First, the temptation of virtual world and the influence of network environment on NSSI behavior. With the development of social economy and the popularity of new media on the internet, more and more adolescents are exposed to more complex and varied information about NSSI behavior on the internet. They will compare and discuss their own self-injury experience, and it is easier to try new ways of NSSI behavior (92).
Second, the increase of learning pressure, ineffective coping styles and out-of-control emotional self-management. Compared with the adolescents of the last century, the adolescents of the 21st century live in a more prosperous material environment. But facing a more intense competitive environment, they usually need not only learn the cultural knowledge of an age group, but also learn all kinds of talents or skills (93). When learning pressure is too high and the response is ineffective, their emotions are easy to get out of control, and they may have NSSI behaviors due to venting or avoiding bad emotions.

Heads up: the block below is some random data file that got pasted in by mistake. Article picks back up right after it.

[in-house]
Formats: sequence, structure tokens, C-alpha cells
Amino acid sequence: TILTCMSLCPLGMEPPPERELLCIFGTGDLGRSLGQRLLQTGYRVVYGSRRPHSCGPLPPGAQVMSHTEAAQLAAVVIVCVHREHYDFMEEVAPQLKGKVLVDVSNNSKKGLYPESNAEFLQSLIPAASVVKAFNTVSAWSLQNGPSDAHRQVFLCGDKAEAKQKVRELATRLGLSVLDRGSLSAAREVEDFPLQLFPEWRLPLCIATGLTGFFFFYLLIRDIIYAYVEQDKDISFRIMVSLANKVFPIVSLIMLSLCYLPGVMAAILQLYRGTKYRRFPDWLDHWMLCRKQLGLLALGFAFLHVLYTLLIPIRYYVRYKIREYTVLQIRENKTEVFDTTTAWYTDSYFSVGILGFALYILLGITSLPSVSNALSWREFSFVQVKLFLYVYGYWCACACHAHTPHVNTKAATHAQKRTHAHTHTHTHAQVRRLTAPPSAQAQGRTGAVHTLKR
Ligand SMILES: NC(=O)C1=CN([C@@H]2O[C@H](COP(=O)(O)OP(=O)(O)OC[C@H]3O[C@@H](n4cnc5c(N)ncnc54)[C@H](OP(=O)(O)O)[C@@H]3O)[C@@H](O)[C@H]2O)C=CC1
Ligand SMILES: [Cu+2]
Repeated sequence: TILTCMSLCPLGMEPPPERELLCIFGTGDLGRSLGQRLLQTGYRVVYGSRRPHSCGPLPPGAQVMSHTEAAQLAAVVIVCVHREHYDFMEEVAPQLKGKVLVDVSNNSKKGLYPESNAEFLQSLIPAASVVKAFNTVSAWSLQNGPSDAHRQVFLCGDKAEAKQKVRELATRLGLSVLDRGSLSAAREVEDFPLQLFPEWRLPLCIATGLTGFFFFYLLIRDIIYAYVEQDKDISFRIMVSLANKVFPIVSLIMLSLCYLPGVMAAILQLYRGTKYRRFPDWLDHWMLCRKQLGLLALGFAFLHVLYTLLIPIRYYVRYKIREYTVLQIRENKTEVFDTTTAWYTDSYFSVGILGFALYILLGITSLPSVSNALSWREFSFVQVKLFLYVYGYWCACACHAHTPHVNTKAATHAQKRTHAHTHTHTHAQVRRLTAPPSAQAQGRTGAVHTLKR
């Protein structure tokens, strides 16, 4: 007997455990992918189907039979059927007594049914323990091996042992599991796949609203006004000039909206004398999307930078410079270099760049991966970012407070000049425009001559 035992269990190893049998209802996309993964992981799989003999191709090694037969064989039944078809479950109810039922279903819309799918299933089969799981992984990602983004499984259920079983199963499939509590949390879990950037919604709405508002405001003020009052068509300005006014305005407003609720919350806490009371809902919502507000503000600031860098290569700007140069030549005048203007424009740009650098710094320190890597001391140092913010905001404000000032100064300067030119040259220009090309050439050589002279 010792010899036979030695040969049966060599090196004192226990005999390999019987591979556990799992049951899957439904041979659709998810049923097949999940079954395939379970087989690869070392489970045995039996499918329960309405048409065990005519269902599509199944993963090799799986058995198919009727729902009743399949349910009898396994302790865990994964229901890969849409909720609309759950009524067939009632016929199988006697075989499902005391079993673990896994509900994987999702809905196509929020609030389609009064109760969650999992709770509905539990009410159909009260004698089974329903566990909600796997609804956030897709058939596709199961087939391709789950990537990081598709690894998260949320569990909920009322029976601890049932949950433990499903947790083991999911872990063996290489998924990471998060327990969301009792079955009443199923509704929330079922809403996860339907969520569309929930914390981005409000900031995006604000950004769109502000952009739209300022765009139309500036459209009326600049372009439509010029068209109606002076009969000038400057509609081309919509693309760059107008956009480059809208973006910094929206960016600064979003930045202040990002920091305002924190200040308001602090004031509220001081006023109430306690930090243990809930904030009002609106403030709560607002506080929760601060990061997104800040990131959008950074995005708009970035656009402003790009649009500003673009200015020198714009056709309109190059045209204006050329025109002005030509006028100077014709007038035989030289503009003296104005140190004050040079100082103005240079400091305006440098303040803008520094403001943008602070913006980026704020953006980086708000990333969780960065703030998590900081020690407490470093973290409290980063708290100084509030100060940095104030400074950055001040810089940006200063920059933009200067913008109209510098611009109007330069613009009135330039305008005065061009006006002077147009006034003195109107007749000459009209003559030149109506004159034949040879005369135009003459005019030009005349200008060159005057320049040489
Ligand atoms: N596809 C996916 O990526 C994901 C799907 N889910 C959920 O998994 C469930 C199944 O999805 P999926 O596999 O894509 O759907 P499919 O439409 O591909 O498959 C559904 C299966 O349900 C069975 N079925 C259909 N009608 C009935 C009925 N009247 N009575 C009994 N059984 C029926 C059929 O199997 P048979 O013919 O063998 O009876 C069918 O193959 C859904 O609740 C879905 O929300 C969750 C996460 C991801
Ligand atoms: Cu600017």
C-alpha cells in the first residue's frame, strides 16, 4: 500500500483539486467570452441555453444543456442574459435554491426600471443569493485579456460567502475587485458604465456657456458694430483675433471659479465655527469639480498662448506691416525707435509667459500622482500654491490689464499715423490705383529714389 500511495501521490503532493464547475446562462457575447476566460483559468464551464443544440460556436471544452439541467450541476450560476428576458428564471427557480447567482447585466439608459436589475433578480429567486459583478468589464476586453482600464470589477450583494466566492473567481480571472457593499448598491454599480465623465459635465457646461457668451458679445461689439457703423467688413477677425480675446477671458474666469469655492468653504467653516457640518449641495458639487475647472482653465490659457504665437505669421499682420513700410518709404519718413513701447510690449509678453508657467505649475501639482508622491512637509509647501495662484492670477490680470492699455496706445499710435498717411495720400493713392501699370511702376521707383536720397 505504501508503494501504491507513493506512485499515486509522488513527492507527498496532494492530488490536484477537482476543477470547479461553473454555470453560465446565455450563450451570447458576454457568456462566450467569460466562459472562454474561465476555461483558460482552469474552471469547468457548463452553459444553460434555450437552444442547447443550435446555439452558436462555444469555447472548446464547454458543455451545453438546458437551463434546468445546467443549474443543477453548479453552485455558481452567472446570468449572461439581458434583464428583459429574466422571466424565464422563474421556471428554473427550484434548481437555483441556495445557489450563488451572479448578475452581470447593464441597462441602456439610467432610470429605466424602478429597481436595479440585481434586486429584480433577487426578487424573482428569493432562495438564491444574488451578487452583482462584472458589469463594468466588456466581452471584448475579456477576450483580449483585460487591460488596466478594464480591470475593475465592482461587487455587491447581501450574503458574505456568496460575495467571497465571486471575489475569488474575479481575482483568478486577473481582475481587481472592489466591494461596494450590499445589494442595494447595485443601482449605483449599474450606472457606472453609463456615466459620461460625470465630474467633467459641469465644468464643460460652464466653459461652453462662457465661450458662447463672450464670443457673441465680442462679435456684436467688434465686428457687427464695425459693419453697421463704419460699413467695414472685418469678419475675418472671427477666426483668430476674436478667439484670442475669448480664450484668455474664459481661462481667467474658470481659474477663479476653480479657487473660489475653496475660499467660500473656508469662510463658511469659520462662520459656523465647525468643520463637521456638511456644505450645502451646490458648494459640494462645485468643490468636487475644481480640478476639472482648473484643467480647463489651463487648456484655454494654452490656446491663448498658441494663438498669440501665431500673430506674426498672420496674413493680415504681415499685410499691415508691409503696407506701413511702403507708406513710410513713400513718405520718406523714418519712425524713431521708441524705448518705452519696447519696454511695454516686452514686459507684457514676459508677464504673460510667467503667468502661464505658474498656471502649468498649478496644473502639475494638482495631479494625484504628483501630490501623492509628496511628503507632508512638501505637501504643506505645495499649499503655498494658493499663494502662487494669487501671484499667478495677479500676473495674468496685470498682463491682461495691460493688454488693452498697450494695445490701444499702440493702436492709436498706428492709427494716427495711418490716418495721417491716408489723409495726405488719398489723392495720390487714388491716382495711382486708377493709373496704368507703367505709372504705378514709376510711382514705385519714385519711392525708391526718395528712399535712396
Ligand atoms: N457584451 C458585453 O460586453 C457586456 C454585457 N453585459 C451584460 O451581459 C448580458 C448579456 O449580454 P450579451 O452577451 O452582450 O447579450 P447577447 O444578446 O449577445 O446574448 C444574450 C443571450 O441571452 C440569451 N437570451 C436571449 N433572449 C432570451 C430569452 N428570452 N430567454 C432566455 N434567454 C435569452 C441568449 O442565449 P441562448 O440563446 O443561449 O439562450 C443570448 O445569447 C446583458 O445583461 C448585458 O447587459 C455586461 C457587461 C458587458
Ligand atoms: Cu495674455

Third, adolescents’ interpersonal relationships are becoming more and more complex. Adolescents are gradually facing relatively complex peer relationships, teacher-student relationships, and family relationships. The instability of interpersonal relationship is easy to lead to cognitive deviation, negative emotions and problematic behaviors (92). Especially in China, with the opening of the comprehensive two-child policy, adolescents who used to be only children have a brother or sister with a large age difference, and the focus of the family has shifted away from themselves. When they feel helpless and have no help, NSSI behavior may become the last way to deal with it, because the visual impact of self-injury and the signal to the outside world are telling others that “I need help,” at the same time, it can also force others to respond, such as attracting the attention of parents (90). In addition, with the increasingly inclusive society, the increase of personal freedom and the improvement of marital autonomy, the divorce rate in contemporary society is much higher than that in the last century (94). Therefore, the number of children in single parent families is gradually increasing. With the change of family structure, family atmosphere and parental rearing patterns, adolescents are not easy to adapt to new family relationships and induce bad emotions and behaviors (88).